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Chapter three

Weyrleader L'dro

‘Weyrleader L’dro’ by Renee Spahr

Bronze riderL’stev was the last rider to arrive, hurrying in with a slightly relieved expression. “I thought you’d start without me.”

“Never happen,” C’mine said from his corner, deadpan.

“All here and accounted for?” asked C’los.

T’kamen glanced around the weyr. The nine riders C’los had assembled were a motley bunch, not least himself – the only bronze rider in the Weyr to have been stripped of the command of his Wing. R’hren and T’rello were important as fellow bronze riders, Chuvone had first hand experience of L’dro’s unsuitability for leadership, and Jenavally’s Craft connections gave her a unique perspective. C’los, C’mine and L’stev were irreplaceable. The only newcomer was V’rai, an older blue rider of L’dro’s own Wing. T’kamen wasn’t sure he trusted him yet, but C’los seemed to have faith in him.

“Well, I don’t think I need to spell out what we want to achieve here,” the green rider began.

“If you won’t, I will,” R’hren growled. “We need a new Weyrleader.”

Everyone around the room muttered their agreement. T’kamen watched carefully to see if any of the others looked uneasy or uncertain. He caught C’los’ eye, and the other rider nodded slightly.

“All right, since we’re being open, it doesn’t hurt to say that T’kamen here is our favoured candidate for the position,” C’los went on. “With respect to you, R’hren, and you, T’rello, T’kamen is the most suitable bronze rider here to take on the duties of Weyrleader.”

Again, old R’hren cut across C’los’ caution. “Don’t mangle words, green rider. I’m too old and this lad’s too young. T’kamen has the experience, the dragon, and the motive to challenge L’dro’s superiority.”

“Excuse me,” V’rai spoke up. “I’m sure this is a foolish question, but why exactly is there this enmity between you and L’dro, T’kamen? We’ve all got our reasons, but what’s yours?”

“We Impressed from the same clutch,” said T’kamen. “L’dro and I. C’los and C’mine, and Chuvone as well.”

The dragonless man nodded his head vigorously. “Don’t forget U’rane, T’kamen. Him too.”

“U’rane?” asked V’rai.

“The other bronze rider from that class,” said T’kamen. The ghost of a sad smile crossed his face. “He had the decency to die before he became a threat to L’dro.”

R’hren gave a disgusted snort. “L’dro always was a belligerent little tail-fork, even before he Impressed. I remember U’rane. He was a nice lad.”

“He was my brother,” said Chuvone.

Everyone shifted uneasily at the former rider’s vehemence. T’kamen wondered if the others were as subtly unnerved by Chuvone as he always had been. There was something disturbing about his gaze, something deeply unsettling about his demeanour – something obscene about the half-life lived by this crippled man. The bronze rider felt the silent comfort of his dragon’s mind wrap around his, understanding without words. He wouldn’t have the will to go on without Epherineth.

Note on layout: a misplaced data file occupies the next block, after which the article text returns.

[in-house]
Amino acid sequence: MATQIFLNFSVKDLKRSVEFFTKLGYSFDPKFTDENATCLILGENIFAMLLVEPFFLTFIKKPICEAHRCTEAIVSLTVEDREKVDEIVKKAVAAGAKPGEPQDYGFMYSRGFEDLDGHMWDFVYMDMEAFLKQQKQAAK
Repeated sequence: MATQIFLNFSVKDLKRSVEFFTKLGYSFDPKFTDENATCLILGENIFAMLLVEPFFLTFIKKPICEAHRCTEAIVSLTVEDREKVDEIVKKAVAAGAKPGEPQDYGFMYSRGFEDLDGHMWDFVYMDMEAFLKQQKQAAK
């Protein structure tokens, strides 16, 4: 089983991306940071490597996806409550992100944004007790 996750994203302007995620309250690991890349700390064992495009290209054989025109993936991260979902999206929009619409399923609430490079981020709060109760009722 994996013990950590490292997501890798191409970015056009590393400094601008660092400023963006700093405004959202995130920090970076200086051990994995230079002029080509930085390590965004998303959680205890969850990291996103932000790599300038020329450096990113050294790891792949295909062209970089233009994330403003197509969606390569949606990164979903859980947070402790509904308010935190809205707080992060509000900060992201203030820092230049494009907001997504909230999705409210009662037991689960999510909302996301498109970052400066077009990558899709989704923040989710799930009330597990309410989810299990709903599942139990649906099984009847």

Pushing the thought aside, T’kamen went on. “L’dro was competitive. Not always the best at everything, but he needed to think he was. He resented the fact that Epherineth and I sometimes did better.”

“Sometimes?” Chuvone laughed bitterly. “Always. You never lost a dragon under your command.”

T’kamen closed his eyes briefly, remembering that day. The death of Ch’vone’s Gommeshath had not really been L’dro’s fault, but T’kamen had overheard L’dro blustering to his friends, his cronies even then. Who cares, what’s one blue less anyway?

“L’dro has always had a problem with the smaller colours,” said C’los. “Blues and greens, mostly. The moment he Impressed a bronze, anything less was beneath him. I think he hated T’kamen for compromising his dignity as a bronze rider by having C’mine and me as friends. And hated us for being associated with the bronze rider who kept outstripping him.” The green rider shrugged. “Maybe if it wasn’t for us three, he wouldn’t treat blue and green riders so badly.”

“Speaking as one of his wingriders, I wouldn’t say that he treats us badly,” said V’rai. “He just doesn’t treat us at all, other than the female green riders – and have you ever noticed that all the green riders in his Wing are young and female and pretty?”

“Without Thread, there’s no drive to muster good fighting Wings,” L’stev pointed out. “If Thread was falling, no bronze – and that includes yours, T’rello – would willingly take orders from a Wingleader brown who doesn’t know his arse from his elbow. How many Wings drill with firestone more than once a fortnight?”

“Flame drill is hardly necessary at the mid point of an Interval,” R’hren objected.

“But if we get complacent and forget the technique, who’s going to pass it on to the weyrlings a hundred Turns from now when the next Pass begins?” L’stev argued.

“We’re getting off topic here,” C’los interrupted. “But the distance from the Pass does influence leadership. We don’t know how long it’ll be before Shimpath rises again.”

“Cherganth rose every four or five Turns,” said R’hren.

“It’s been more than four since Shimpath’s first flight,” said T’rello.

“You should remember,” L’stev told the youngest rider, not unkindly.

“She’s due any time now, then,” said Chuvone.